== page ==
One of the biggest duds and highlights of the trip was Khajuraho. To begin with, I was never fascinated by Khajuraho. It probably had to do with the western exoticisation of the erotic sculptures that these temples were reduced to. So when I visited, I was expecting to be bombarded with those sculptures. But it felt like much ado about nothing. I had to literally trawl though the panels to find the racy carvings. I wondered, if these temples didn't even live to up to the stereotype they've been reduced to, then what were they even worth? Only when our guide commiserated saying less than 10% of these carvings were erotic, I realized how misguided the hype was. Once that was clear, I was happy to refocus and look at the temples in a new light. The winter light sure did work its magic, as I discovered, the charm of Khajuraho was not in its minute details but in its surreal setting, at least for me. The mystery of their origins and the timeless tenacity of surviving a thousand years got to me eventually. Khajuraho was an acquired taste for sure. 

Indian tourists walking in the Western Temple Complex in Khajuraho. I was quite surprised to find more domestic tourists than international here.

Women at Devi Jagadambi Temple in Western complex of Khajuraho
Devi Jagadambi Temple is western complex is usually overshadowed by the more famous Lkashmana and Kandariya Mahadev termples but it is coming into its own of late.

Jain Temples at Khajuraho
Possibly because Chandelas wanted to suppress Buddhism, as our guide conjectured, they gave patronage to Jains who built their temples in Khajuraho alongside the Hindu temples. Eastern complex primarily houses Jain temples.

Panna National Park

Panna National Park is probably one of the country's few conservation stories showing a surprisingly remarkable turnaround. From loosing all its tigers in 2009 to the steady success of tiger reintroductions from Kanha and Bandhavgarh, Panna has bounced back to normalcy after a period of despair. Today, tiger's may still be the biggest draw of this national park but what intrigued me more was its landscape. A pristine Karnavati(Ken) River flows through the heart of the park and forms the lifeline of the jungle and its dwellers. The river that criss-crosses the landscape also forms deep ravines that offer gorgeous outcrops to loop into the valleys where vultures and crocodiles thrive. If Kanha's crowning glory is its grasslands, it's the canyons for Panna.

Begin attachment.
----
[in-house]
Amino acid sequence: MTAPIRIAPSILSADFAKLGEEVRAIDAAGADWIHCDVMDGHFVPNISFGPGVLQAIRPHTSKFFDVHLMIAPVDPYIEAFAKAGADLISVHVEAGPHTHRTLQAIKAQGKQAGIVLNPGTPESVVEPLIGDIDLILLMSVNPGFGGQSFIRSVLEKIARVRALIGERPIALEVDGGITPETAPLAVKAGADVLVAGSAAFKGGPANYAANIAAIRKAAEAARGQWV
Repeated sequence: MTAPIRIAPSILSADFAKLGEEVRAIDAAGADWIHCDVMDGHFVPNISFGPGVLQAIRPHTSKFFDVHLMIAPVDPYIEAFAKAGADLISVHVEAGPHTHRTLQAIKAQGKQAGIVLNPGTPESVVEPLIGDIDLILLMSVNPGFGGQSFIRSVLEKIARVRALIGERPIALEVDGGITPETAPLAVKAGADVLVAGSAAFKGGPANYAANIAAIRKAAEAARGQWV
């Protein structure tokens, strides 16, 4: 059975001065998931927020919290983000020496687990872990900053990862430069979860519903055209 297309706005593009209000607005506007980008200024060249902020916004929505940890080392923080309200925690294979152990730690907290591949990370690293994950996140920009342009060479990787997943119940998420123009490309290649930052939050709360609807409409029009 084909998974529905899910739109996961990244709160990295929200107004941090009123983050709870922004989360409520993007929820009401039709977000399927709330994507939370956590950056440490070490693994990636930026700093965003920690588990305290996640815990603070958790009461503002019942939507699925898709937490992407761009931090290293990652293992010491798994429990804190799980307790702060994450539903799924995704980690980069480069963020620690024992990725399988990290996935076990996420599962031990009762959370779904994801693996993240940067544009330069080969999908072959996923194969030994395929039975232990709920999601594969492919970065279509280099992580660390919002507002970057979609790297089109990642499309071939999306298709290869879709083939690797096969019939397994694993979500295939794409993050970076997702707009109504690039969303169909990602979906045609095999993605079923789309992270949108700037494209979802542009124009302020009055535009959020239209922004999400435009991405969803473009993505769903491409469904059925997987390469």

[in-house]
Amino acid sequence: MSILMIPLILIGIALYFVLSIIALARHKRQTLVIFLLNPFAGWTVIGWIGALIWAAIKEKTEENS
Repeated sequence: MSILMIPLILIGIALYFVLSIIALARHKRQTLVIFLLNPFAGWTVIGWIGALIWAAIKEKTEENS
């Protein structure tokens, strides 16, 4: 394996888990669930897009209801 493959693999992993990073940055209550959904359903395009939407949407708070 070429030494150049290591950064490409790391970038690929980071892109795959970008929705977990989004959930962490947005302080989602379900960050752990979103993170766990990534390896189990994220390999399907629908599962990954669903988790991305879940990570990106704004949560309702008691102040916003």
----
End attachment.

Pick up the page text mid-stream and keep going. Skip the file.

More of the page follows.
Early morning safari at Panna National Park
One of Madhya Pradesh's big four, Panna, along with Kanha, Bandhavgarh and Pench forms the important areas in the state for Tiger conservation and sightings.

The stunning canyons of Panna
One of the defining characteristics of landscape in Panna is its gorgeous canyons and deep ravines. Dhundwa Seha, a cascade that drops from a height of over 100m into a deep gorge mellows down in the blue pools of the stream that cuts through the valley.

Raneh Falls, in the canyon that forms over Ken River